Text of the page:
Portugal’s capital city, Lisboa (Lisbon), has been occupied by the Phoenicians, Greeks, Romans, Moors, and Portuguese settlers over the past 3,000 years. The tiles on the oldest buildings are original — hand crafted, many are three dimensional. Beginning in the 19th century the manufacture of the facade tiles was done in factories, rather than by artisans; however, they continued to be used as the facades of many new buildings. While most of the ancient buildings serve as underground foundations for what we see today, many of the similar looking buildings in the city center historic districts date to the reconstruction of the city after the devastating earthquake of November 1, 1755.
Praça do Comércio (Commerce Square, also known as Black horse Square) is near the Tagus River in historic downtown Lisbon, Portugal. It is still commonly known as Terriero do Paco (Palace Yard) because it was the location of the Pacos da Ribeira (Royal Ribeira Palace) until it was destroyed by the great 1755 Lisbon earthquake.
“On 1 November 1755, during the reign of King Dom Jose I, a great earthquake, followed by a tsunami and fire destroyed most of Lisbon, including the Ribeira Palace and other buildings by the river. José I’s Prime Minister, the Marquis of Pombal, coordinated a massive rebuilding effort of Portuguese architect Eugénio dos Santos. He designed a large, rectangular square in the shape of a “U”, open towards the Tagus. The buildings have galleries on their groundfloors, and the arms of the “U” end in two large towers, reminiscent of the monumental tower of the destroyed Ribeira Palace, still vivid in the architectonic memory of the city. His plan was realised almost completely, although decorative details were changed and the east tower of the square and the Augusta Street Arch were only finished in the 19th century.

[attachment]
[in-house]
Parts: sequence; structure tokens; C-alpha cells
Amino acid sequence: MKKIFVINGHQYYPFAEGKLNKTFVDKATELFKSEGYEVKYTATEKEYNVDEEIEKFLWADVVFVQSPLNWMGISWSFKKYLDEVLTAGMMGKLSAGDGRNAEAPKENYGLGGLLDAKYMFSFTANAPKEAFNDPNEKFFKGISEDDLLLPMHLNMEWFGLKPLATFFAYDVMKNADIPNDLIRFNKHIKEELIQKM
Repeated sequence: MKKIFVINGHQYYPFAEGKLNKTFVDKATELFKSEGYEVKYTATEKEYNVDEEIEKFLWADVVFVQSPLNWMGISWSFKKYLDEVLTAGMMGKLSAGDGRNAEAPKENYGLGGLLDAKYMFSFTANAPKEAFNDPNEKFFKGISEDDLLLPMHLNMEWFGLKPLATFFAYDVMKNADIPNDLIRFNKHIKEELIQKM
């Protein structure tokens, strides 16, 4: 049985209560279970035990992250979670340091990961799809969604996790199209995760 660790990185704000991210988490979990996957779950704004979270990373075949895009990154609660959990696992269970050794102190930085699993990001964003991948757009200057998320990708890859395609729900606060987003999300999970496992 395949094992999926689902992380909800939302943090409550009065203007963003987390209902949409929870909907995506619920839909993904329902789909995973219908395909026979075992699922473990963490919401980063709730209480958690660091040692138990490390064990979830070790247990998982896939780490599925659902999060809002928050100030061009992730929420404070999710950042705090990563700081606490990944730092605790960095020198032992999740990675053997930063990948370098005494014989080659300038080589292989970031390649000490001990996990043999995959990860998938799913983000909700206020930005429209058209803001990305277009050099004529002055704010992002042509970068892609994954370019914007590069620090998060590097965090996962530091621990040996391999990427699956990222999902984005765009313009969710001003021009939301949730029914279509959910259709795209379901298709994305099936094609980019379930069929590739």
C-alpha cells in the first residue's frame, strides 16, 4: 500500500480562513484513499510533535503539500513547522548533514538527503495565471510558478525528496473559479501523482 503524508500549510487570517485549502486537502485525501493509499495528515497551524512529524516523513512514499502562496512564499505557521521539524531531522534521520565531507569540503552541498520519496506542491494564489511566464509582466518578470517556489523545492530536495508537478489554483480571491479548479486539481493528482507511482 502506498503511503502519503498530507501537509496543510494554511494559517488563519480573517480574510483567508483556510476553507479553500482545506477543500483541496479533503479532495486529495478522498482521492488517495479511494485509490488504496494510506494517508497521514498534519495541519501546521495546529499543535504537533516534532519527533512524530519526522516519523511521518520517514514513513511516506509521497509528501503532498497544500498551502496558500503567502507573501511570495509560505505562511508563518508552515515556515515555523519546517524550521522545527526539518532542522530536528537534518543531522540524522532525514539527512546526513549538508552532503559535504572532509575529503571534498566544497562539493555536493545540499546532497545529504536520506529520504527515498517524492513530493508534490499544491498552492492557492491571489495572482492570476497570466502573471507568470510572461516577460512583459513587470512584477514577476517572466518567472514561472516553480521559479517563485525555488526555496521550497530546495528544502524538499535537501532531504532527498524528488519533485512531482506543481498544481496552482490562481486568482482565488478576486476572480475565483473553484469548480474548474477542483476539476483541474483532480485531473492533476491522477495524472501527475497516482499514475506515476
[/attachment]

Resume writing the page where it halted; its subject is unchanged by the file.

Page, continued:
“The square was named Praça do Comércio, the Square of Commerce, to indicate its new function in the economy of Lisbon. The symmetrical buildings of the square were filled with government bureaus that regulated customs and port activities. The main piece of the ensemble was the equestrian statue of King José I, inaugurated in 1775 in the centre of the square. This bronze statue, the first monumental statue dedicated to a King in Lisbon, was designed by Joaquim Machado de Castro, Portugal’s foremost sculptor of the time.” – Wikipedia
An excellent way to get a good overview and impression of the historical city of Lisbon is to ride the typical little yellow, historic electric-trolley, “eléctrico 28”. The legendary tram 28 is a tourist attraction in itself (and it attracts a large number of pickpockets who prey off the tourists!); it goes all around town — of course, you can hop on and hop off.
Inaugurated in July 1902 and classified as a National monument 100 years later in 2002, the Elevador de Santa Justa (the Santa Justa lift) is hilly Lisbon’s only vertical lift open for public use. Built by Portuguese architect and engineer, Raoul Mesnier du Ponsard, an apprentice of Alexandre Gustave Eiffel, the extraordinary neo-gothic landmark features a cast iron structure and was built to connect the lowest and highest points of the city. The 147 foot (45 meters) lift, once powered by steam, also has a miradouro (belvedere) and café at the top of its spiral staircase where visitors can enjoy magnificent views of the city.
Fábrica Sant’Anna is a Portuguese ceramic factory, established on 1741, that produces all its products according to the oldest handcraft techniques since the clay preparation until the hand painted phase. It is the last big factory of tiles and pottery craft in Europe. Sant’Anna’s tiles and pottery collection are totally handmade. Its artistic quality is recognized on its product’s decoration and painting giving Sant’Anna the quality and unity that characterize the most important world’s companies. Born from a traditional Portuguese Art, Sant’Anna’s ceramics are products of excellence made to all over the world.
Time Out Mercado da Ribeira is Time Out’s transformation of Lisbon’s main market hall into a foodie hangout that brings together some of the city’s favourite food shops and restaurants. Mercado da Ribeira has had many guises – its roots can be traced back to the 13th century, and it was once one of the most famous fish markets in Europe. Many of its traders have been selling fruit, vegetables, meat, fish and flowers there for decades – the place is part of the fabric of Lisbon. When Time Out learned in 2010 that the city council was seeking bids for the chance to manage a large part of the iconic attraction, it couldn’t pass up the opportunity. The Time Out Mercado da Ribeira now brings together some of the city’s most loved names in food and drink.